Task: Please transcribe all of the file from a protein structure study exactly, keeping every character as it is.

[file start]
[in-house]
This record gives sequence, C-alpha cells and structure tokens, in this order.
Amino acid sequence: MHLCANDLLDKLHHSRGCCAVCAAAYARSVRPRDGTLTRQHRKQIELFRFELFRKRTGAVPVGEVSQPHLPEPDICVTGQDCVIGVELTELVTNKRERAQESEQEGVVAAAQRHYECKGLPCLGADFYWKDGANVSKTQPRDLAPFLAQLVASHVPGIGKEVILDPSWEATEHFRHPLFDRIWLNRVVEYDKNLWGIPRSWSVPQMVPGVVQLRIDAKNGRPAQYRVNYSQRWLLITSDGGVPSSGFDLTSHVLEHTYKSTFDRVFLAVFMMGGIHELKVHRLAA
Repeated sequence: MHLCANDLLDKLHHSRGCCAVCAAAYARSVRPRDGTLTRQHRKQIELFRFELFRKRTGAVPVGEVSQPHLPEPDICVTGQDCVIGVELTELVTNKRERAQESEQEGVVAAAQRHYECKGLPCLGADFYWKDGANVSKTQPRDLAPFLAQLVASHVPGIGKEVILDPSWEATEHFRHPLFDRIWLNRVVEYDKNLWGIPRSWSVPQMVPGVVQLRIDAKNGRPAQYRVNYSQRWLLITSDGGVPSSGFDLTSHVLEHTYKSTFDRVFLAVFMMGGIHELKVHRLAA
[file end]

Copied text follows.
[in-house]
This record gives sequence, C-alpha cells and structure tokens, in this order.
Amino acid sequence: MHLCANDLLDKLHHSRGCCAVCAAAYARSVRPRDGTLTRQHRKQIELFRFELFRKRTGAVPVGEVSQPHLPEPDICVTGQDCVIGVELTELVTNKRERAQESEQEGVVAAAQRHYECKGLPCLGADFYWKDGANVSKTQPRDLAPFLAQLVASHVPGIGKEVILDPSWEATEHFRHPLFDRIWLNRVVEYDKNLWGIPRSWSVPQMVPGVVQLRIDAKNGRPAQYRVNYSQRWLLITSDGGVPSSGFDLTSHVLEHTYKSTFDRVFLAVFMMGGIHELKVHRLAA
Repeated sequence: MHLCANDLLDKLHHSRGCCAVCAAAYARSVRPRDGTLTRQHRKQIELFRFELFRKRTGAVPVGEVSQPHLPEPDICVTGQDCVIGVELTELVTNKRERAQESEQEGVVAAAQRHYECKGLPCLGADFYWKDGANVSKTQPRDLAPFLAQLVASHVPGIGKEVILDPSWEATEHFRHPLFDRIWLNRVVEYDKNLWGIPRSWSVPQMVPGVVQLRIDAKNGRPAQYRVNYSQRWLLITSDGGVPSSGFDLTSHVLEHTYKSTFDRVFLAVFMMGGIHELKVHRLAA